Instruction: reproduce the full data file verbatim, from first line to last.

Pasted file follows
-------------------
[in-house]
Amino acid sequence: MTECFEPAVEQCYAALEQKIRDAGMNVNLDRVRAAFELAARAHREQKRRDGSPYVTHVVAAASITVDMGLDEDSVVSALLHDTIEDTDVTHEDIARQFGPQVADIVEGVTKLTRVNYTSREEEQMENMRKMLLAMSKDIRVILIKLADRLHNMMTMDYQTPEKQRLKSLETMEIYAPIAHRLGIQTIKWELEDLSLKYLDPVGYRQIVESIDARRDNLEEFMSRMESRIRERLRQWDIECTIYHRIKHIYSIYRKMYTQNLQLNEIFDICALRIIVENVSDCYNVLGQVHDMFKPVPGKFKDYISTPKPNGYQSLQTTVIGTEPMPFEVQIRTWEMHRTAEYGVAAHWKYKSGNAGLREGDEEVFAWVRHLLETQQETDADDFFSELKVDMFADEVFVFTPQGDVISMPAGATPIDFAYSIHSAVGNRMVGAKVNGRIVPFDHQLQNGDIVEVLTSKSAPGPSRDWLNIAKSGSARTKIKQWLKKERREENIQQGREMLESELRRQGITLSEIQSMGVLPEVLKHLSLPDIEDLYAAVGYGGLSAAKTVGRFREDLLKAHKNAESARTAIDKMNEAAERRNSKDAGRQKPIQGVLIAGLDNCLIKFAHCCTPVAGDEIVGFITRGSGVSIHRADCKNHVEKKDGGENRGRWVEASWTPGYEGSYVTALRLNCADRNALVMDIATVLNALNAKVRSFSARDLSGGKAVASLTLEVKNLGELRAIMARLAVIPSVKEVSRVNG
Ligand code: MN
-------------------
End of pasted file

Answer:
[in-house]
Amino acid sequence: MTECFEPAVEQCYAALEQKIRDAGMNVNLDRVRAAFELAARAHREQKRRDGSPYVTHVVAAASITVDMGLDEDSVVSALLHDTIEDTDVTHEDIARQFGPQVADIVEGVTKLTRVNYTSREEEQMENMRKMLLAMSKDIRVILIKLADRLHNMMTMDYQTPEKQRLKSLETMEIYAPIAHRLGIQTIKWELEDLSLKYLDPVGYRQIVESIDARRDNLEEFMSRMESRIRERLRQWDIECTIYHRIKHIYSIYRKMYTQNLQLNEIFDICALRIIVENVSDCYNVLGQVHDMFKPVPGKFKDYISTPKPNGYQSLQTTVIGTEPMPFEVQIRTWEMHRTAEYGVAAHWKYKSGNAGLREGDEEVFAWVRHLLETQQETDADDFFSELKVDMFADEVFVFTPQGDVISMPAGATPIDFAYSIHSAVGNRMVGAKVNGRIVPFDHQLQNGDIVEVLTSKSAPGPSRDWLNIAKSGSARTKIKQWLKKERREENIQQGREMLESELRRQGITLSEIQSMGVLPEVLKHLSLPDIEDLYAAVGYGGLSAAKTVGRFREDLLKAHKNAESARTAIDKMNEAAERRNSKDAGRQKPIQGVLIAGLDNCLIKFAHCCTPVAGDEIVGFITRGSGVSIHRADCKNHVEKKDGGENRGRWVEASWTPGYEGSYVTALRLNCADRNALVMDIATVLNALNAKVRSFSARDLSGGKAVASLTLEVKNLGELRAIMARLAVIPSVKEVSRVNG
Ligand code: MN